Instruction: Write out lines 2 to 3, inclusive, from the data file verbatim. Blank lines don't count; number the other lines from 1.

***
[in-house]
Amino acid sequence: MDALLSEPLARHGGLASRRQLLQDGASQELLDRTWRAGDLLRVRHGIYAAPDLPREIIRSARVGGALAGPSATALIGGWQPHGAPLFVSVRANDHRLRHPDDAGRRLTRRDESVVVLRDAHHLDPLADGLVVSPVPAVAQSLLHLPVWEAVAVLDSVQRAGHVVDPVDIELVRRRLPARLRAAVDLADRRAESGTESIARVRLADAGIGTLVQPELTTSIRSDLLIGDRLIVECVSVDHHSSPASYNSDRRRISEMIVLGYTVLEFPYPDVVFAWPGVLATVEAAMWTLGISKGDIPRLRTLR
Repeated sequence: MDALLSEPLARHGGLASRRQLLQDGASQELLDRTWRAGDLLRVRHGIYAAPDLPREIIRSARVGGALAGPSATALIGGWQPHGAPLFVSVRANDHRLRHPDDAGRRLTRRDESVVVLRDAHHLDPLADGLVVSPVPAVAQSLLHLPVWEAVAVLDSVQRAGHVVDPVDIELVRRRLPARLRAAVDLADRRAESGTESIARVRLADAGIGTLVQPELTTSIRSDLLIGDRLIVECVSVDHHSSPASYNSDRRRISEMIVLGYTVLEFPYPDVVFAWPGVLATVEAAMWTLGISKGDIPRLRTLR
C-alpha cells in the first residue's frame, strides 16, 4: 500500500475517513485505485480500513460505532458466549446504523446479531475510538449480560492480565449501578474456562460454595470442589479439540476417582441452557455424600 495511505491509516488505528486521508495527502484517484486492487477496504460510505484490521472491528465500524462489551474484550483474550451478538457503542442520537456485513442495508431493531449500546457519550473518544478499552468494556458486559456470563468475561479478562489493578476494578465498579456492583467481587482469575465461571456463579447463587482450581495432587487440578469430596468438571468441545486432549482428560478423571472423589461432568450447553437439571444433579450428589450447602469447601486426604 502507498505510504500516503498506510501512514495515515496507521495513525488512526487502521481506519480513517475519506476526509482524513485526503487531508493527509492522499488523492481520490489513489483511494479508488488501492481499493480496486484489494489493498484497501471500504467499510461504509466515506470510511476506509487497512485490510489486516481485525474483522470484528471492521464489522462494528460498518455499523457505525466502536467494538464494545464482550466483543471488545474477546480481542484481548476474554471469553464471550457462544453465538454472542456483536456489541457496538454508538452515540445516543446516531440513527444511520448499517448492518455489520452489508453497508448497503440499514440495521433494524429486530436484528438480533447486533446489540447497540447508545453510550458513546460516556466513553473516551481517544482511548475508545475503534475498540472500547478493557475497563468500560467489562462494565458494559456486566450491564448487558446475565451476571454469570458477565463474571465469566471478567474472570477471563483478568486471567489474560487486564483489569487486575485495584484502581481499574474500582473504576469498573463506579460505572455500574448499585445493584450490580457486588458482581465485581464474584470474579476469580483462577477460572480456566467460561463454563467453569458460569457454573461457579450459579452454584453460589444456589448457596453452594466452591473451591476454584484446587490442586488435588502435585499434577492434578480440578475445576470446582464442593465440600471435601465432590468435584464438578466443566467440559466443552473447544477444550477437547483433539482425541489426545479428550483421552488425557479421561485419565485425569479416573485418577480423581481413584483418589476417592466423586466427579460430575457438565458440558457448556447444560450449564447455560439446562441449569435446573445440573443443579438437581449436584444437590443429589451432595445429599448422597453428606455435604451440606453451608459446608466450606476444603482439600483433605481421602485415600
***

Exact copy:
Amino acid sequence: MDALLSEPLARHGGLASRRQLLQDGASQELLDRTWRAGDLLRVRHGIYAAPDLPREIIRSARVGGALAGPSATALIGGWQPHGAPLFVSVRANDHRLRHPDDAGRRLTRRDESVVVLRDAHHLDPLADGLVVSPVPAVAQSLLHLPVWEAVAVLDSVQRAGHVVDPVDIELVRRRLPARLRAAVDLADRRAESGTESIARVRLADAGIGTLVQPELTTSIRSDLLIGDRLIVECVSVDHHSSPASYNSDRRRISEMIVLGYTVLEFPYPDVVFAWPGVLATVEAAMWTLGISKGDIPRLRTLR
Repeated sequence: MDALLSEPLARHGGLASRRQLLQDGASQELLDRTWRAGDLLRVRHGIYAAPDLPREIIRSARVGGALAGPSATALIGGWQPHGAPLFVSVRANDHRLRHPDDAGRRLTRRDESVVVLRDAHHLDPLADGLVVSPVPAVAQSLLHLPVWEAVAVLDSVQRAGHVVDPVDIELVRRRLPARLRAAVDLADRRAESGTESIARVRLADAGIGTLVQPELTTSIRSDLLIGDRLIVECVSVDHHSSPASYNSDRRRISEMIVLGYTVLEFPYPDVVFAWPGVLATVEAAMWTLGISKGDIPRLRTLR